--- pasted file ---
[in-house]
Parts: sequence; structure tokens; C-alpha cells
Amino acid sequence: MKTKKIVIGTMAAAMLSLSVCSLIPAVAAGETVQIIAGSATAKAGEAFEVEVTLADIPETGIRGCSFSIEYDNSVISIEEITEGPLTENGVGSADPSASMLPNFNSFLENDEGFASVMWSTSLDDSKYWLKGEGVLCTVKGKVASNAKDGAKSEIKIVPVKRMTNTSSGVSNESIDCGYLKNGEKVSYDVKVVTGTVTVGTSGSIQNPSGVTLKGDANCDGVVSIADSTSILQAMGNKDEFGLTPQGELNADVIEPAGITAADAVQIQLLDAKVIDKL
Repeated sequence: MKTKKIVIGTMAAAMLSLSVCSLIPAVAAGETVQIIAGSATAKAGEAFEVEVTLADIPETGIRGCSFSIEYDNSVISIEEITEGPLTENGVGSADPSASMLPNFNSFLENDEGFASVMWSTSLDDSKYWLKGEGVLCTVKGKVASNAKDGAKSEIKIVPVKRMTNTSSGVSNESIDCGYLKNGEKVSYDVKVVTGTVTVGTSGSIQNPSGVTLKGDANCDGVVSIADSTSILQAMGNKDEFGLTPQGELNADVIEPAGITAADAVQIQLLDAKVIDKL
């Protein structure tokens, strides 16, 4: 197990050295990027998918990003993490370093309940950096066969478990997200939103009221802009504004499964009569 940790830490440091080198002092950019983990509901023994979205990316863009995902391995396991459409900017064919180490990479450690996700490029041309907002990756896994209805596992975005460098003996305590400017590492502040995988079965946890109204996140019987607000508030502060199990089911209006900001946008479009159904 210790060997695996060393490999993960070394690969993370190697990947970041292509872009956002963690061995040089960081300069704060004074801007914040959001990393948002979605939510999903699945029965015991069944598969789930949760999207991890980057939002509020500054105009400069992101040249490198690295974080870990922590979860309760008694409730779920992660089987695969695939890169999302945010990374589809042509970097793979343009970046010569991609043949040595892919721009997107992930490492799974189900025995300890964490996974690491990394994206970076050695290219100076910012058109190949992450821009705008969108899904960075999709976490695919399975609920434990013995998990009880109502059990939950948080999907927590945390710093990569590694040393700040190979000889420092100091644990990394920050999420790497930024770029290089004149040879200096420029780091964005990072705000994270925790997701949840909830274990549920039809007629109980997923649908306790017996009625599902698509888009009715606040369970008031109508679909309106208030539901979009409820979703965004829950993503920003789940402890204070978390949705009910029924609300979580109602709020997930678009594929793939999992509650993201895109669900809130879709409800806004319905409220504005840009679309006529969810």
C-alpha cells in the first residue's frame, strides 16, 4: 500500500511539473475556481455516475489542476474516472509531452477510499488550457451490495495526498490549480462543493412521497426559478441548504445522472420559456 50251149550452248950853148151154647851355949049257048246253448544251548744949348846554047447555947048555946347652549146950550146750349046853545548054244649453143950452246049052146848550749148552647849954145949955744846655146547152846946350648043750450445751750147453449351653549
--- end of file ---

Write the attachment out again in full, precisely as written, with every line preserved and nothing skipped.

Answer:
[in-house]
Parts: sequence; structure tokens; C-alpha cells
Amino acid sequence: MKTKKIVIGTMAAAMLSLSVCSLIPAVAAGETVQIIAGSATAKAGEAFEVEVTLADIPETGIRGCSFSIEYDNSVISIEEITEGPLTENGVGSADPSASMLPNFNSFLENDEGFASVMWSTSLDDSKYWLKGEGVLCTVKGKVASNAKDGAKSEIKIVPVKRMTNTSSGVSNESIDCGYLKNGEKVSYDVKVVTGTVTVGTSGSIQNPSGVTLKGDANCDGVVSIADSTSILQAMGNKDEFGLTPQGELNADVIEPAGITAADAVQIQLLDAKVIDKL
Repeated sequence: MKTKKIVIGTMAAAMLSLSVCSLIPAVAAGETVQIIAGSATAKAGEAFEVEVTLADIPETGIRGCSFSIEYDNSVISIEEITEGPLTENGVGSADPSASMLPNFNSFLENDEGFASVMWSTSLDDSKYWLKGEGVLCTVKGKVASNAKDGAKSEIKIVPVKRMTNTSSGVSNESIDCGYLKNGEKVSYDVKVVTGTVTVGTSGSIQNPSGVTLKGDANCDGVVSIADSTSILQAMGNKDEFGLTPQGELNADVIEPAGITAADAVQIQLLDAKVIDKL
């Protein structure tokens, strides 16, 4: 197990050295990027998918990003993490370093309940950096066969478990997200939103009221802009504004499964009569 940790830490440091080198002092950019983990509901023994979205990316863009995902391995396991459409900017064919180490990479450690996700490029041309907002990756896994209805596992975005460098003996305590400017590492502040995988079965946890109204996140019987607000508030502060199990089911209006900001946008479009159904 210790060997695996060393490999993960070394690969993370190697990947970041292509872009956002963690061995040089960081300069704060004074801007914040959001990393948002979605939510999903699945029965015991069944598969789930949760999207991890980057939002509020500054105009400069992101040249490198690295974080870990922590979860309760008694409730779920992660089987695969695939890169999302945010990374589809042509970097793979343009970046010569991609043949040595892919721009997107992930490492799974189900025995300890964490996974690491990394994206970076050695290219100076910012058109190949992450821009705008969108899904960075999709976490695919399975609920434990013995998990009880109502059990939950948080999907927590945390710093990569590694040393700040190979000889420092100091644990990394920050999420790497930024770029290089004149040879200096420029780091964005990072705000994270925790997701949840909830274990549920039809007629109980997923649908306790017996009625599902698509888009009715606040369970008031109508679909309106208030539901979009409820979703965004829950993503920003789940402890204070978390949705009910029924609300979580109602709020997930678009594929793939999992509650993201895109669900809130879709409800806004319905409220504005840009679309006529969810």
C-alpha cells in the first residue's frame, strides 16, 4: 500500500511539473475556481455516475489542476474516472509531452477510499488550457451490495495526498490549480462543493412521497426559478441548504445522472420559456 50251149550452248950853148151154647851355949049257048246253448544251548744949348846554047447555947048555946347652549146950550146750349046853545548054244649453143950452246049052146848550749148552647849954145949955744846655146547152846946350648043750450445751750147453449351653549